an airline company, someone who needs to use a lot of fuel a regular basis. and of course feel prices go up and make another severe adverse impact on profitability. so an airline company, realizing crude oil is at $80 a barrel and they are concerned to make it a $100 a barrel, they have the ability to purchase all they need at a price those $80 knowing that will be better final cost of the product. >> at too much risk and want to shove it off onto some other people? .. based on his published and unpublished papers unsealed in 2006. albert einstein published his general theory of relativity on march 20th 1916. >> after the inaugural book last night in new york city i'm proud to say the women's national democratic club is walter isaacson's first of 40 stocks on his 30 city book tour for einstein, his life and universal and purchased it is for sale after the luncheon and walter will be staying around after the q&a to find copies. when he became editor of "time" magazine was going to have to pick a person of the century. the more i thought about the more fascinated i became a feins
CSPAN
Mar 13, 2011 9:00pm EDT
. you mentioned the lull tried. tell us about the major tribes in kenya and how did this affect which the obama family became not only raised but became aware politically. >> guest: well, they originated in southern sudan and i am going back now to the 1200's or a long time ago, and as it tried they migrated south down the island to northern ugonda and then east into western kenya and they arrived in western kenya as opposed to about the 1500's the time columbus sailed to the new world and the established themselves around the eastern shore of lake and they developed their clear identity as an individual separate tribe but also displeased other tribes because there were other tribes living in that part of africa before the euro arrived. when the tribal groups started to form themselves you ended up with over 40 different tribes in kenya but the dominant tribes barbecue which comprise ab who was and so there's always been this tension. now the most recent example of that was the terrible violence that there was in kenya in 2007, early 2008 where people died and there were still hundred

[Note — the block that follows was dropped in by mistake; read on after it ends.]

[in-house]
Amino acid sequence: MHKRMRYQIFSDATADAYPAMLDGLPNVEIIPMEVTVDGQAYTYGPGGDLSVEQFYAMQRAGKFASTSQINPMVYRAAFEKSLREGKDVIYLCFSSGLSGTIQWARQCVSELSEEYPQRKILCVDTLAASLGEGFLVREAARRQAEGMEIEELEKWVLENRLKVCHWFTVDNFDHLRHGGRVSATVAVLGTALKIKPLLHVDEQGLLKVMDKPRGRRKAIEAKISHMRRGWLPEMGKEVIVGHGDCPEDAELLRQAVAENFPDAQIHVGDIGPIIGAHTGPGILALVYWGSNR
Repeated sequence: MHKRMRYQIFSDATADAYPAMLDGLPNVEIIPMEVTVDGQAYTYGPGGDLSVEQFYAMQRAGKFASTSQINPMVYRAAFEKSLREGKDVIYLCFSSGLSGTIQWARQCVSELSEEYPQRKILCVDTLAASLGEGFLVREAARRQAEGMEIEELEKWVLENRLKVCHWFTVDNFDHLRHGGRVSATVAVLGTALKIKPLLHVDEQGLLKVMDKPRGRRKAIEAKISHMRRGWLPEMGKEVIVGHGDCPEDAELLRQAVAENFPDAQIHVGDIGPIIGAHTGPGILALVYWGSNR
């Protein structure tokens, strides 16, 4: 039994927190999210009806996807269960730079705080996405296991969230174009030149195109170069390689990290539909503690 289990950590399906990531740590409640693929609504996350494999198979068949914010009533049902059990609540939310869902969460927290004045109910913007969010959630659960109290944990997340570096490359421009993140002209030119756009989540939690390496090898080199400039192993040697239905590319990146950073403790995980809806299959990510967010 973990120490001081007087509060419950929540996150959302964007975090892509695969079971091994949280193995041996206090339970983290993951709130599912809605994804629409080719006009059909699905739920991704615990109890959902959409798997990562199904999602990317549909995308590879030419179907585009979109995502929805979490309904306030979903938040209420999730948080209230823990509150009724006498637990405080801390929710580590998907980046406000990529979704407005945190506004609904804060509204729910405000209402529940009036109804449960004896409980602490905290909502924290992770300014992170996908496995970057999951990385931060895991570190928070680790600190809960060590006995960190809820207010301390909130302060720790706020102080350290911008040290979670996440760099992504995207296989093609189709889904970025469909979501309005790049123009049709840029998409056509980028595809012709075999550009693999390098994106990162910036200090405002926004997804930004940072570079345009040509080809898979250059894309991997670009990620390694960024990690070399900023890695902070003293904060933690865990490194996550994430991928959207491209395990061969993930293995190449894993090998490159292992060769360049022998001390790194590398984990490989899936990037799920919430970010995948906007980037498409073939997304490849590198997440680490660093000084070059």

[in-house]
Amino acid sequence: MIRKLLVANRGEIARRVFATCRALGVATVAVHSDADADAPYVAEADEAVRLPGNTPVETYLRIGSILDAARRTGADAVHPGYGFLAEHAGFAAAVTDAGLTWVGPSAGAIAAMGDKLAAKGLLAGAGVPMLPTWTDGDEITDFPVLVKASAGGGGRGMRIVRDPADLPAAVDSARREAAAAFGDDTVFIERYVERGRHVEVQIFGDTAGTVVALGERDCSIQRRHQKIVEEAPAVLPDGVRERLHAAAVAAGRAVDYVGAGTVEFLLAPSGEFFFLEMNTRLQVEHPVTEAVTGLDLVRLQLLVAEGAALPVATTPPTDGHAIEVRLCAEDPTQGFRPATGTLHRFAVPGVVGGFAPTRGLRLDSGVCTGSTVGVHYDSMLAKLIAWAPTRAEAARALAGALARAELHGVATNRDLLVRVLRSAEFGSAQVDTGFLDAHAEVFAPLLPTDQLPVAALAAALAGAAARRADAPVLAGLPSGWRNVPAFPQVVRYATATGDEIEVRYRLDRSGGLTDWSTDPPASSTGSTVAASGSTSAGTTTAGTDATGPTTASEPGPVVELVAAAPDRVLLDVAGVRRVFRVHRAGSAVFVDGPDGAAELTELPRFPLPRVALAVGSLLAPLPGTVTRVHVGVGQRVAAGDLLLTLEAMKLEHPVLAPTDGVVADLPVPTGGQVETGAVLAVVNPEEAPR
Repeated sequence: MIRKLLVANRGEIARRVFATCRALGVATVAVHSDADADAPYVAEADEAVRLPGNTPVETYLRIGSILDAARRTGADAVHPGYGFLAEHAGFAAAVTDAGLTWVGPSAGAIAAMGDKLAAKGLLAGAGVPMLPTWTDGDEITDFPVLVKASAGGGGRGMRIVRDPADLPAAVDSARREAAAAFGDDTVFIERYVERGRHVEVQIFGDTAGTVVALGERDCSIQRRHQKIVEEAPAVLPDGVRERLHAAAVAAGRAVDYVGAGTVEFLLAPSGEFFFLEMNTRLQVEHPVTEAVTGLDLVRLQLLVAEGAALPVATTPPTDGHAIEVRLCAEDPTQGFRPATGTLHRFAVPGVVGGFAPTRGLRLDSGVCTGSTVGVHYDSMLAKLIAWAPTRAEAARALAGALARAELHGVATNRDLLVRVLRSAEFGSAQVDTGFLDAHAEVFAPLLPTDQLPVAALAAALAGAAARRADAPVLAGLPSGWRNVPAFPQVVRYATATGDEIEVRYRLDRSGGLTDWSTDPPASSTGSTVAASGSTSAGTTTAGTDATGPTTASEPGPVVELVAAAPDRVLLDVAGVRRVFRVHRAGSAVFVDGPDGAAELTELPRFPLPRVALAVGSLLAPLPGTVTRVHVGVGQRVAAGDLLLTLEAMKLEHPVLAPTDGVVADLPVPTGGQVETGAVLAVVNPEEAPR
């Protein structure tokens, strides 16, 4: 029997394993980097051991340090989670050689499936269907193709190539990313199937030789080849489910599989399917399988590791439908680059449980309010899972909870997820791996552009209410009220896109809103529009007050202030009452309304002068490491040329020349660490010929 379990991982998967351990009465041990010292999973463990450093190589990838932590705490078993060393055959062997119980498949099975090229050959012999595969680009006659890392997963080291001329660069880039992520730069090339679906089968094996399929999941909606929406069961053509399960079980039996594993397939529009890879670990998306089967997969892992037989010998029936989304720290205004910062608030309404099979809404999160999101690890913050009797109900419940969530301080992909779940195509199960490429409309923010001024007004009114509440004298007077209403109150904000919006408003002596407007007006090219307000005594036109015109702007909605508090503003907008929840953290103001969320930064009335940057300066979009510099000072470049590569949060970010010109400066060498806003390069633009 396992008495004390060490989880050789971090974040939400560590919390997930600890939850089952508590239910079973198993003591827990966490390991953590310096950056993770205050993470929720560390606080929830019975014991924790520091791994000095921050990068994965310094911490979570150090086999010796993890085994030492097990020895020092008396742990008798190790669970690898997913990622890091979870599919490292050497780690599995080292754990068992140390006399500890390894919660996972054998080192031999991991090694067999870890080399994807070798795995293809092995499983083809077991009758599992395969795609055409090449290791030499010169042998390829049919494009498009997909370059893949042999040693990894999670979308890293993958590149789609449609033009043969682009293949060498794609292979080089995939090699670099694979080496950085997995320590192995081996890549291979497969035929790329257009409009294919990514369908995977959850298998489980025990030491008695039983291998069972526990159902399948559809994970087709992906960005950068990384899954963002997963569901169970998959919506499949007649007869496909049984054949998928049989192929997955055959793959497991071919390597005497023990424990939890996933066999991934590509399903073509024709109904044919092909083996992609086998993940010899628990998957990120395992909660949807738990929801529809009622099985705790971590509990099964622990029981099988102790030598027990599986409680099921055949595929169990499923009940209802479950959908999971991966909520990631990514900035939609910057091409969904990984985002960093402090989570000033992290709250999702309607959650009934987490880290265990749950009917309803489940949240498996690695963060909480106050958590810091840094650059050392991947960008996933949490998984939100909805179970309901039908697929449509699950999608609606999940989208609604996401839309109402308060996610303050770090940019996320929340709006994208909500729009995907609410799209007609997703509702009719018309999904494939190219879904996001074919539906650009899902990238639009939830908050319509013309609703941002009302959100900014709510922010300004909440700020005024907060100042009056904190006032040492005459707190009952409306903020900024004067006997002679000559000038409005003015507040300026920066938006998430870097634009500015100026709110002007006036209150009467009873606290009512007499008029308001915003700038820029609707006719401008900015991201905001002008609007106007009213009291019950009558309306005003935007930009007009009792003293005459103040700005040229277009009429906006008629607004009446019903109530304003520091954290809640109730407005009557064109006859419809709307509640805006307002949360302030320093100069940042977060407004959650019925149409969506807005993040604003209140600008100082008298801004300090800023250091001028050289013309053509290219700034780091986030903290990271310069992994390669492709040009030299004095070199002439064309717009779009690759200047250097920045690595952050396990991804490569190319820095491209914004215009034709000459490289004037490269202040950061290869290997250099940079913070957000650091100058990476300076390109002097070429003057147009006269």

CSPAN
Mar 14, 2011 12:00am EDT
wrote and which problems facing us are socialism and he called himself an african specialist. to describe that essay in the context of debates within kenya and it was. when we think of anticolonialism we think there are different species of anticolonialism. it was more pro-western, more pre-market, it was tom, obama's tauter's mentor. he was more on the left and then on the far left and he was basically pro-soviet and so you have these species of anticolonialism. talk a little bit about that landscape. it's fascinating people often think about anticolonialism as one thing, but it actually has many different colors. >> guest: it was an exciting time in kenya because they had at long last gotten their independence in 1963 and all the students in the american universities for all pulling back into my robie to get jobs in government most of which had been vacated by the british who were going home. and was a very exciting time in which the government would try to find out really what sort of political system was going to invest in their country. you were searching intercolonial a
Search Results 0 to 11 of about 12